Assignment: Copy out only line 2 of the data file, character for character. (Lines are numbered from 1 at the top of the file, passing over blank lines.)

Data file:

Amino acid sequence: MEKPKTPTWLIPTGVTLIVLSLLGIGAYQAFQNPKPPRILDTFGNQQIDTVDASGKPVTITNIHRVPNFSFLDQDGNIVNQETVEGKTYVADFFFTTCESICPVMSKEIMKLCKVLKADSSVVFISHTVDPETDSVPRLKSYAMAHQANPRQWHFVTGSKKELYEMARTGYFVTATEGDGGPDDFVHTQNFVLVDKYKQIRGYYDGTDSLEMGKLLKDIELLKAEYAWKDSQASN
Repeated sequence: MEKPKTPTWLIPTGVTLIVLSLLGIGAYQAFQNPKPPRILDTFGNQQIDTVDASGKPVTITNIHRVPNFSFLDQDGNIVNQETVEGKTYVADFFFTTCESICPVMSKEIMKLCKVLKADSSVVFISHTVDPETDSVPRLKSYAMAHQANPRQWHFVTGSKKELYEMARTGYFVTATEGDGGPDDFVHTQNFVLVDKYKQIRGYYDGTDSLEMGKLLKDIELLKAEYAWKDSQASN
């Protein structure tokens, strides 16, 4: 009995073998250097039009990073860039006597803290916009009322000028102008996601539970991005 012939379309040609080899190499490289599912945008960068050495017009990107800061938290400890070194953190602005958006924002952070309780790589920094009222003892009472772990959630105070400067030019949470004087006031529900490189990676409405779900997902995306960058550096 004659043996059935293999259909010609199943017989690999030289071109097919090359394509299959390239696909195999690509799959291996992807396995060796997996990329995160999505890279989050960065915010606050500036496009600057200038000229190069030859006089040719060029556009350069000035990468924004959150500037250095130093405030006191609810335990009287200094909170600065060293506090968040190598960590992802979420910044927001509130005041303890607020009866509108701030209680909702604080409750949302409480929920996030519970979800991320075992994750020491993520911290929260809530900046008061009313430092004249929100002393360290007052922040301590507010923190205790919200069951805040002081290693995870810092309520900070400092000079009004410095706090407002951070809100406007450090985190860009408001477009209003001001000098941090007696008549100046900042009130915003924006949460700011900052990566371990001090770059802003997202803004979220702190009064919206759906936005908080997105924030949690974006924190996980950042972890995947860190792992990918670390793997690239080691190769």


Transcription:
Repeated sequence: MEKPKTPTWLIPTGVTLIVLSLLGIGAYQAFQNPKPPRILDTFGNQQIDTVDASGKPVTITNIHRVPNFSFLDQDGNIVNQETVEGKTYVADFFFTTCESICPVMSKEIMKLCKVLKADSSVVFISHTVDPETDSVPRLKSYAMAHQANPRQWHFVTGSKKELYEMARTGYFVTATEGDGGPDDFVHTQNFVLVDKYKQIRGYYDGTDSLEMGKLLKDIELLKAEYAWKDSQASN